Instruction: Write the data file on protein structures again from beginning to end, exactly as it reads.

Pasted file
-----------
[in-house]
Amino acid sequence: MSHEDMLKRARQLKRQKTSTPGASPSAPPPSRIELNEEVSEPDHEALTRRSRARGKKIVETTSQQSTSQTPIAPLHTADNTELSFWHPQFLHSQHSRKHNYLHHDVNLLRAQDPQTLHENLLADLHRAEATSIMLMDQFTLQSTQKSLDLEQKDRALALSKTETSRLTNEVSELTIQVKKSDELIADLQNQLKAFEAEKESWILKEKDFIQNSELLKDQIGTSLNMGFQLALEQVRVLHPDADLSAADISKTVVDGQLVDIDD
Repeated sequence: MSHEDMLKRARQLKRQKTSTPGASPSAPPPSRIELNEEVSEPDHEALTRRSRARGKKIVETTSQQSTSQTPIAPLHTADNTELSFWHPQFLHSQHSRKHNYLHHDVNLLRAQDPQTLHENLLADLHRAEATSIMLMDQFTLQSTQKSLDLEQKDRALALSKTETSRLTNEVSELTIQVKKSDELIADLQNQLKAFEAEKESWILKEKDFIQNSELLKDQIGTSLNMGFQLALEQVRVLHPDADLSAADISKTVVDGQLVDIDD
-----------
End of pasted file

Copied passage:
[in-house]
Amino acid sequence: MSHEDMLKRARQLKRQKTSTPGASPSAPPPSRIELNEEVSEPDHEALTRRSRARGKKIVETTSQQSTSQTPIAPLHTADNTELSFWHPQFLHSQHSRKHNYLHHDVNLLRAQDPQTLHENLLADLHRAEATSIMLMDQFTLQSTQKSLDLEQKDRALALSKTETSRLTNEVSELTIQVKKSDELIADLQNQLKAFEAEKESWILKEKDFIQNSELLKDQIGTSLNMGFQLALEQVRVLHPDADLSAADISKTVVDGQLVDIDD
Repeated sequence: MSHEDMLKRARQLKRQKTSTPGASPSAPPPSRIELNEEVSEPDHEALTRRSRARGKKIVETTSQQSTSQTPIAPLHTADNTELSFWHPQFLHSQHSRKHNYLHHDVNLLRAQDPQTLHENLLADLHRAEATSIMLMDQFTLQSTQKSLDLEQKDRALALSKTETSRLTNEVSELTIQVKKSDELIADLQNQLKAFEAEKESWILKEKDFIQNSELLKDQIGTSLNMGFQLALEQVRVLHPDADLSAADISKTVVDGQLVDIDD